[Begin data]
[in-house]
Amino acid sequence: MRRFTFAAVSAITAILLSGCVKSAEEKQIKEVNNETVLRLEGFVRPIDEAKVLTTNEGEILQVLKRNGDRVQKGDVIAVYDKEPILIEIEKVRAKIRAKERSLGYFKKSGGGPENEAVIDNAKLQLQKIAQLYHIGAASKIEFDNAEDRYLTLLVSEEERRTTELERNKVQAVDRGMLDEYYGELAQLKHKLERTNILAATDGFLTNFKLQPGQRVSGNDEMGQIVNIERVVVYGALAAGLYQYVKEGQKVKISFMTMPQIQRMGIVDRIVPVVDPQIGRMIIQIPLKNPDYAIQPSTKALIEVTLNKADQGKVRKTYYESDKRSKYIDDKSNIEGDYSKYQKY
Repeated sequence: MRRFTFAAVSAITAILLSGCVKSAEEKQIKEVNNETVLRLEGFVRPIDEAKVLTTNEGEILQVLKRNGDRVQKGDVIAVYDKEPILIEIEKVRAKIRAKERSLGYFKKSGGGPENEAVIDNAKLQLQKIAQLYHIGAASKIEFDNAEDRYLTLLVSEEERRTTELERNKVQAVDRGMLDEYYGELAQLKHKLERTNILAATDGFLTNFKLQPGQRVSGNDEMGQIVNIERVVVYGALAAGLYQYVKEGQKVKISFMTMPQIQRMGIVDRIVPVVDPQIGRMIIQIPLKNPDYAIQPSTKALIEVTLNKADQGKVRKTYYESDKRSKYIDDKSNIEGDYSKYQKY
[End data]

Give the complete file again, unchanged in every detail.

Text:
[in-house]
Amino acid sequence: MRRFTFAAVSAITAILLSGCVKSAEEKQIKEVNNETVLRLEGFVRPIDEAKVLTTNEGEILQVLKRNGDRVQKGDVIAVYDKEPILIEIEKVRAKIRAKERSLGYFKKSGGGPENEAVIDNAKLQLQKIAQLYHIGAASKIEFDNAEDRYLTLLVSEEERRTTELERNKVQAVDRGMLDEYYGELAQLKHKLERTNILAATDGFLTNFKLQPGQRVSGNDEMGQIVNIERVVVYGALAAGLYQYVKEGQKVKISFMTMPQIQRMGIVDRIVPVVDPQIGRMIIQIPLKNPDYAIQPSTKALIEVTLNKADQGKVRKTYYESDKRSKYIDDKSNIEGDYSKYQKY
Repeated sequence: MRRFTFAAVSAITAILLSGCVKSAEEKQIKEVNNETVLRLEGFVRPIDEAKVLTTNEGEILQVLKRNGDRVQKGDVIAVYDKEPILIEIEKVRAKIRAKERSLGYFKKSGGGPENEAVIDNAKLQLQKIAQLYHIGAASKIEFDNAEDRYLTLLVSEEERRTTELERNKVQAVDRGMLDEYYGELAQLKHKLERTNILAATDGFLTNFKLQPGQRVSGNDEMGQIVNIERVVVYGALAAGLYQYVKEGQKVKISFMTMPQIQRMGIVDRIVPVVDPQIGRMIIQIPLKNPDYAIQPSTKALIEVTLNKADQGKVRKTYYESDKRSKYIDDKSNIEGDYSKYQKY